My hope is that each student remembers the excitement and pride they felt around writing and sharing. I hope that they can remember specific details about what they wrote or heard in others’ stories. Even if they can’t remember an exact writing exercise, my goal is that each student leaves a TR program being more curious about the world and their experience in it.

Students come to The Telling Room on a Field Trip with their class as a three hour experience. I love to hear when they return to school and continue to work on the pieces they started during the Field Trip and it becomes a bigger part of their classroom experience back at school. We had one student enjoy the writing they did with us in their Field Trip so much that they asked to return to The Telling Room for a Summer Camp — and then they followed that up with a semester-long afterschool program! They discovered that they loved to write and found a space to continue developing that love at The Telling Room.
Nick Schuller is the Program Director at The Telling Room.
IN NICK’S OWN WORDS
Sometimes we hear that “today’s young people” have difficulty receiving feedback or being told “no,” and that constant exposure to screens impedes their natural curiosity. Our work in field trips like this one counteracts those concerns: rather than shutting down because of constructive criticism, our young writers are encouraged to see an opportunity for new creative expression. We hope they’ll see that inviting diverse voices into the feedback process can foster collaboration and ultimately the product will be stronger as a result.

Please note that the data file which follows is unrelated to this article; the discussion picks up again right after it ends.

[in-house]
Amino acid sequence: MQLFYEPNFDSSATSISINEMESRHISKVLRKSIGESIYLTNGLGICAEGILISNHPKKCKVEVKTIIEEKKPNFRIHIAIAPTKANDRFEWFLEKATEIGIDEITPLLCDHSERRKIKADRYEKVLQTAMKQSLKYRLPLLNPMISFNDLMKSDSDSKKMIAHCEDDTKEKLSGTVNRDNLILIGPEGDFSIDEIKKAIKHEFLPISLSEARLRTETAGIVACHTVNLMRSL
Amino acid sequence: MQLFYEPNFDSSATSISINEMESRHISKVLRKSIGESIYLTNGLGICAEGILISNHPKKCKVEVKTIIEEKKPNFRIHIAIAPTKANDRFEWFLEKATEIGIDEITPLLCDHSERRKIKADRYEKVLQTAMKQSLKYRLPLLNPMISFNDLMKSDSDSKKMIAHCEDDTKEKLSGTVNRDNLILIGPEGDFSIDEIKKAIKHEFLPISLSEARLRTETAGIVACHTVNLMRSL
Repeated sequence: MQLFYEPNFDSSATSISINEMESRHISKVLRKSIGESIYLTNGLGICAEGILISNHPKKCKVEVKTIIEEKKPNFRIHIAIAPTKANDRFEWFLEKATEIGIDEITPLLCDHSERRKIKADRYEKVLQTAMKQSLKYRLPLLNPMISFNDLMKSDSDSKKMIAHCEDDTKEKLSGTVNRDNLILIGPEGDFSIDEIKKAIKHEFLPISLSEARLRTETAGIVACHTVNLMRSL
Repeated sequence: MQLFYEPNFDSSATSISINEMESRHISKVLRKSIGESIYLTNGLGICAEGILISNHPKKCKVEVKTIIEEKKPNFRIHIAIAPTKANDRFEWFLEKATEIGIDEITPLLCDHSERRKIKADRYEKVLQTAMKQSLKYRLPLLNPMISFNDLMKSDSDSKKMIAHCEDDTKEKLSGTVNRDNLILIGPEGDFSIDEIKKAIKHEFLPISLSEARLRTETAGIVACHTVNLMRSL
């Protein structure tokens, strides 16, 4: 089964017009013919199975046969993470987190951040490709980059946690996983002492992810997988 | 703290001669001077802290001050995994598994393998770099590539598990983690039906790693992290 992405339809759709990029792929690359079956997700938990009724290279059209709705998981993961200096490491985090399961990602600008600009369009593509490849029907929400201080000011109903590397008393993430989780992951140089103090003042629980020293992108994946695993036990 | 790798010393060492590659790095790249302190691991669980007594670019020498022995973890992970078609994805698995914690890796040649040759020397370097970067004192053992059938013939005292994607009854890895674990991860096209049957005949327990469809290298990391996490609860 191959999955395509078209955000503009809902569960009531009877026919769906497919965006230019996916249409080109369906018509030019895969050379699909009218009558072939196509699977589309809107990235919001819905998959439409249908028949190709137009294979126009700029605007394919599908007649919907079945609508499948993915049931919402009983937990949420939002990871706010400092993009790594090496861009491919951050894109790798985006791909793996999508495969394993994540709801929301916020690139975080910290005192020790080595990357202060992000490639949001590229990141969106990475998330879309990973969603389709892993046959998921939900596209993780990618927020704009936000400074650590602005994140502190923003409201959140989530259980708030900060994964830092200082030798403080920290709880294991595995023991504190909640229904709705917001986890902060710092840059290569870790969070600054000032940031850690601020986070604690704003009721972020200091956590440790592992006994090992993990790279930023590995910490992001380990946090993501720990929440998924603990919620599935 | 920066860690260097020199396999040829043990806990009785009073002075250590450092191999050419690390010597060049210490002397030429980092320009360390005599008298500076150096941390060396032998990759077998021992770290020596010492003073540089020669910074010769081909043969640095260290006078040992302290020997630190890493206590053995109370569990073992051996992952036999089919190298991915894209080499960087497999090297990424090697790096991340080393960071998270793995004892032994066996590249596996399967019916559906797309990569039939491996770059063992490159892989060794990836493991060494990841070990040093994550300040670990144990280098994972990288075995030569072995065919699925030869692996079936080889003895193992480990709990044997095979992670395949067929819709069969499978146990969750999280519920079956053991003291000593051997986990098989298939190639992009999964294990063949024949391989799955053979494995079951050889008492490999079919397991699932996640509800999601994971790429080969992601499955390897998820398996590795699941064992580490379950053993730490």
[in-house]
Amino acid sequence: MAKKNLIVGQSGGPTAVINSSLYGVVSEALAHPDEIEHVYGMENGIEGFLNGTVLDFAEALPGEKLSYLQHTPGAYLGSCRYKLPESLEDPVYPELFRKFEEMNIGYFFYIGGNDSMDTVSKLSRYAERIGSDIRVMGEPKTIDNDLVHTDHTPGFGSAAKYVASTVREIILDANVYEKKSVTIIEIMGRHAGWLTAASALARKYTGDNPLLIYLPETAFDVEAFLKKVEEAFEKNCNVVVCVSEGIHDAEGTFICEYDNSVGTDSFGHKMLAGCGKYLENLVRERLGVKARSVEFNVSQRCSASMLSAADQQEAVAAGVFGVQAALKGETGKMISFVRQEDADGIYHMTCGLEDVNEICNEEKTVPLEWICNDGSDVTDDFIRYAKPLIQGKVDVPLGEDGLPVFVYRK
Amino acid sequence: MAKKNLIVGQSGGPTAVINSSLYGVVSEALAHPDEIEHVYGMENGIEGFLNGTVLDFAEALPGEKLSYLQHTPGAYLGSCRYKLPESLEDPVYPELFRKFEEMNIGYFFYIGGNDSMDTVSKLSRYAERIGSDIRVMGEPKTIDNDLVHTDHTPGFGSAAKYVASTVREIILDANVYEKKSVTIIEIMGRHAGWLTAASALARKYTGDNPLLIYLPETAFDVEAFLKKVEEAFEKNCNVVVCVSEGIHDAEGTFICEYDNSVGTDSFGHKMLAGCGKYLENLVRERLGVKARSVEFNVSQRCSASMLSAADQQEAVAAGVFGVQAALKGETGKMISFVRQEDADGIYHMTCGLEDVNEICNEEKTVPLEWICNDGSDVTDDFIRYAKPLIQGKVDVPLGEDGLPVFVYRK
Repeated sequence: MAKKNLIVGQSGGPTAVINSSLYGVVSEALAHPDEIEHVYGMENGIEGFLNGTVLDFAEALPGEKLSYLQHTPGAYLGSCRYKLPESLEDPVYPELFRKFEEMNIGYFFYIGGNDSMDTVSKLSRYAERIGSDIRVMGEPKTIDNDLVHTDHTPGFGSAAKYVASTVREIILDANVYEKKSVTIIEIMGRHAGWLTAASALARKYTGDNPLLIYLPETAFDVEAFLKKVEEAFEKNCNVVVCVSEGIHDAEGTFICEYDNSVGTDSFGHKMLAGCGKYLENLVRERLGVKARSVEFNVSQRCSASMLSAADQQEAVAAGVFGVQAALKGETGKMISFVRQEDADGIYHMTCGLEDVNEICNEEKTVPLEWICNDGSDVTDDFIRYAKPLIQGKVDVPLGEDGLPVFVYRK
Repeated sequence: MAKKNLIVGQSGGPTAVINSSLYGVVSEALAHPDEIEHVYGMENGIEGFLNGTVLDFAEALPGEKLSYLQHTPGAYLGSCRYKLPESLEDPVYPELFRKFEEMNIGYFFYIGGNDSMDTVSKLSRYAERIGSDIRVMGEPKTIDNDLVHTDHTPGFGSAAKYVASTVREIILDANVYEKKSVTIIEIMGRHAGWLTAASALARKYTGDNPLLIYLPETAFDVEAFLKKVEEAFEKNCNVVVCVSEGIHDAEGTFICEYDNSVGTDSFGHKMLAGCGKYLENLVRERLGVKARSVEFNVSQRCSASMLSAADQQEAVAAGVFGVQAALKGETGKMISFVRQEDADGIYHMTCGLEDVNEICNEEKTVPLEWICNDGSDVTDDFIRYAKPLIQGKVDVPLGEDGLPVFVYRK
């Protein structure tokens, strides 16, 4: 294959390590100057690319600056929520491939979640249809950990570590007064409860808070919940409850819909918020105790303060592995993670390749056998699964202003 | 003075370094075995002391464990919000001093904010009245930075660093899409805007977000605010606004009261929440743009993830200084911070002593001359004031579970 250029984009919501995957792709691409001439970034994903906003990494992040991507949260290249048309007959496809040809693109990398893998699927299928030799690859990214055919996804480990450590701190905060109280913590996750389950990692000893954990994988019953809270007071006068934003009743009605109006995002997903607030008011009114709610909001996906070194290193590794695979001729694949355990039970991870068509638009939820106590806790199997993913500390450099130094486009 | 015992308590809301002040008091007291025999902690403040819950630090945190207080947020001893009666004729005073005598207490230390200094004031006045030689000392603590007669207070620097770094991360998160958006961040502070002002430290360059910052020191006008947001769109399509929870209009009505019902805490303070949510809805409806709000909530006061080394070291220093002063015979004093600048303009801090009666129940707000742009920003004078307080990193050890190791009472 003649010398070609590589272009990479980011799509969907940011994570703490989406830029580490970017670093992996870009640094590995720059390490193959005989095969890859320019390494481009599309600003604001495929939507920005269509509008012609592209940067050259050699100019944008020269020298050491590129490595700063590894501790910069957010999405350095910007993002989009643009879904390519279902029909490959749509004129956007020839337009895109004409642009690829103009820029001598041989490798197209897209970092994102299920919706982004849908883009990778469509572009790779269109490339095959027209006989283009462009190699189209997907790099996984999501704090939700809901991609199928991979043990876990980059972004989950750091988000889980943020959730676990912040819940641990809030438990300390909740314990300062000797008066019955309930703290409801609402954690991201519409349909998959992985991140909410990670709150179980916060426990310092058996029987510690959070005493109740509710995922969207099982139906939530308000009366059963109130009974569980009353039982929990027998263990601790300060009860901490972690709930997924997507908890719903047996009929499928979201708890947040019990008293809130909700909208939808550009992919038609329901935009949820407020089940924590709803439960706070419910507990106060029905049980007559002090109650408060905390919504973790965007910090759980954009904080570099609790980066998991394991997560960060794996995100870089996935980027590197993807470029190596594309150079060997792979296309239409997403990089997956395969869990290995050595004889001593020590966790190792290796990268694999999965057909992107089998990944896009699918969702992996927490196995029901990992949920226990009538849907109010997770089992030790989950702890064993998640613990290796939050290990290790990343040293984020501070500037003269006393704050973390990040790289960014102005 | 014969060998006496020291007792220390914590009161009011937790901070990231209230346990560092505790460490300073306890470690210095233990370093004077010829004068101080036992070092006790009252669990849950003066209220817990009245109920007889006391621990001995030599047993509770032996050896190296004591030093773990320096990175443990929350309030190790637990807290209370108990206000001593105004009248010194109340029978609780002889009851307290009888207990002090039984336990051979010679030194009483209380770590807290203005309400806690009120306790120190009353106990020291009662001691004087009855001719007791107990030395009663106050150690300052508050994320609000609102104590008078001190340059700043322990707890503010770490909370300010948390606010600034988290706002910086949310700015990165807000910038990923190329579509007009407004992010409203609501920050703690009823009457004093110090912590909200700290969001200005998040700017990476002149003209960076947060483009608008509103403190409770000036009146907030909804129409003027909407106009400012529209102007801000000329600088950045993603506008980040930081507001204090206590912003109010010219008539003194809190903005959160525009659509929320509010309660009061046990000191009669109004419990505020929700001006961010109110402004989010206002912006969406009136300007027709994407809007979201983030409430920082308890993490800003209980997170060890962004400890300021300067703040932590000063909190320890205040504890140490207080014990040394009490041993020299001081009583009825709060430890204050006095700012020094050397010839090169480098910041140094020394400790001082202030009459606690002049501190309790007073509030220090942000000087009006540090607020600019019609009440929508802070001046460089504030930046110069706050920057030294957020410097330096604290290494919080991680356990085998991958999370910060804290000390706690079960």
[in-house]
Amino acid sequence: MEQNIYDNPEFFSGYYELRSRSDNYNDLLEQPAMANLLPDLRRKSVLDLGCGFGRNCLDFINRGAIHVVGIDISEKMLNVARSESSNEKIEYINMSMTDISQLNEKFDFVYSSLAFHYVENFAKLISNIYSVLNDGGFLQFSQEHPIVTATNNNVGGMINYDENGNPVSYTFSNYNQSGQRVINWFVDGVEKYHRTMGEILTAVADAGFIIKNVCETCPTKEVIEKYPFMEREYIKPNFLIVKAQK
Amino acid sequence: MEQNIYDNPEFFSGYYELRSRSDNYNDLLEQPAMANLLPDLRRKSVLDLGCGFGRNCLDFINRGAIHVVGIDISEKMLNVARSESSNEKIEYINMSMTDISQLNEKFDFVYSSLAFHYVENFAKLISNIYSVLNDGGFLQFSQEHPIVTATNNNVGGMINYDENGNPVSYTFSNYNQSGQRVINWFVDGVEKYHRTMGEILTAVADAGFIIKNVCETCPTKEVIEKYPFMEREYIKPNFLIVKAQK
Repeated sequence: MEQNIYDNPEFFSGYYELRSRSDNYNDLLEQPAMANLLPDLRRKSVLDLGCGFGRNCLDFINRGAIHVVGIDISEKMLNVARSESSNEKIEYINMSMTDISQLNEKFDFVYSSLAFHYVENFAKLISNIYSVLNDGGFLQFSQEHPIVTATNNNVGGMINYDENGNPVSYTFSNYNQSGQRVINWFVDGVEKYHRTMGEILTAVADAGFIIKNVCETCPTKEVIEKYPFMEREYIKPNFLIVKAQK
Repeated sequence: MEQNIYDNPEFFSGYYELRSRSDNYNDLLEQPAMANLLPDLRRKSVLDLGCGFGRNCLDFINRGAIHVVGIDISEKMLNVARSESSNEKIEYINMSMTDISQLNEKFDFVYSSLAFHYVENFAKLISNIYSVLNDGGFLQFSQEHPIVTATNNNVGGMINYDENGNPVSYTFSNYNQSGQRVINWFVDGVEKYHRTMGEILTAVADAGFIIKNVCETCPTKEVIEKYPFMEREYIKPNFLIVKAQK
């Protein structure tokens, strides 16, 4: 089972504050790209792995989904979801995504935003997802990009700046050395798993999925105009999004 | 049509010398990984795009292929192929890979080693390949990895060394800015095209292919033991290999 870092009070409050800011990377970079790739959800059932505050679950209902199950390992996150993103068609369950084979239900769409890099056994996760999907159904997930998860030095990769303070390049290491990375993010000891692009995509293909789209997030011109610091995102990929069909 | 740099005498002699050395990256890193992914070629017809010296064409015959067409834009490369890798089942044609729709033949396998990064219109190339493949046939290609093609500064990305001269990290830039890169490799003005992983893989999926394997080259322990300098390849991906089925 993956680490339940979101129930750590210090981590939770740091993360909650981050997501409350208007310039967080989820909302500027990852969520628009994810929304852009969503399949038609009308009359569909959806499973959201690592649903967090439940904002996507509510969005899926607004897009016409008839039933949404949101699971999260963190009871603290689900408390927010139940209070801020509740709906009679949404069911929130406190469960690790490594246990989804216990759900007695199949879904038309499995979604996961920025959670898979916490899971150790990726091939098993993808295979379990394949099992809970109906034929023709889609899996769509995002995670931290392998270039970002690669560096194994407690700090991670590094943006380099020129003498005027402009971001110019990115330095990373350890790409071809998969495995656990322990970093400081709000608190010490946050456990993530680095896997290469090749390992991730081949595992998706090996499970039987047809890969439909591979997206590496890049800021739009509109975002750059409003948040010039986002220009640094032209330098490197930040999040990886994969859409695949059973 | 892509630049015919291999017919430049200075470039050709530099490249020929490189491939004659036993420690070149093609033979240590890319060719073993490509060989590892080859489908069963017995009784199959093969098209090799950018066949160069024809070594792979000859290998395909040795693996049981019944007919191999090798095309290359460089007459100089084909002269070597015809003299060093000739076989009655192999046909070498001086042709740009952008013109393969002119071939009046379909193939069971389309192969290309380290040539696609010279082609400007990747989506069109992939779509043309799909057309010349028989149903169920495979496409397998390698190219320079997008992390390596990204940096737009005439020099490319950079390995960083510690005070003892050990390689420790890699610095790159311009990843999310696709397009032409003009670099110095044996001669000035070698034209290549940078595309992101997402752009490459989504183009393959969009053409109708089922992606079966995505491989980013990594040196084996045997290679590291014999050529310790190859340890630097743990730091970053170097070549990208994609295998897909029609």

I always hope that we light a spark, and that field trip attendees will go back to school with a new energy for writing. I also hope that all of the students received a confidence boost from knowing that they can engage in the revision process and come out feeling encouraged.

Sarah Schneider is the Development Director at the Telling Room.
IN SARAH’S OWN WORDS
The opportunity to encounter writing in a new way—either through games and activities, other art forms like theater and performance, or simply being in a new space with time to write—can free up students to think in new ways and engage their imagination. Even reluctant writers often begin to open up in a field trip as they learn and practice writing a story they want to tell and that people will be eager to hear.

One of the key things students get to do with us, even on field trips, is share their writing—a whole piece, or even just a word or a sentence—with their peers. Getting a chance to share the story or poem they’ve been working on with an audience is a big part of building confidence. I hope that students remember that they can be bold and take a leap out of their comfort zone—in both writing and sharing their work—to discover things they didn’t know were inside them and to share their stories and voices with all of us.

Celine Kuhn is the Executive Director at the Telling Room.
IN CELINE’S OWN WORDS
I hope that students will remember that we offered them a safe and creative space to write for fun, tell their stories and find their voice. What we do every day is equip kids to succeed in and out of school.
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Maine’s High School Diploma Standards

April 7, 2018

Contribute your opinion

On Monday, April 9 at 1:30 p.m., Cross Building, room 202, State House complex in August there will be public hearings on two bills that impact Maine education.
  • L.D. 1898 An Act To Amend Maine’s High School Diploma Standards and Ensure Maine Students Meet State Standards upon Graduation Presented by Representative Ginzler of Bridgton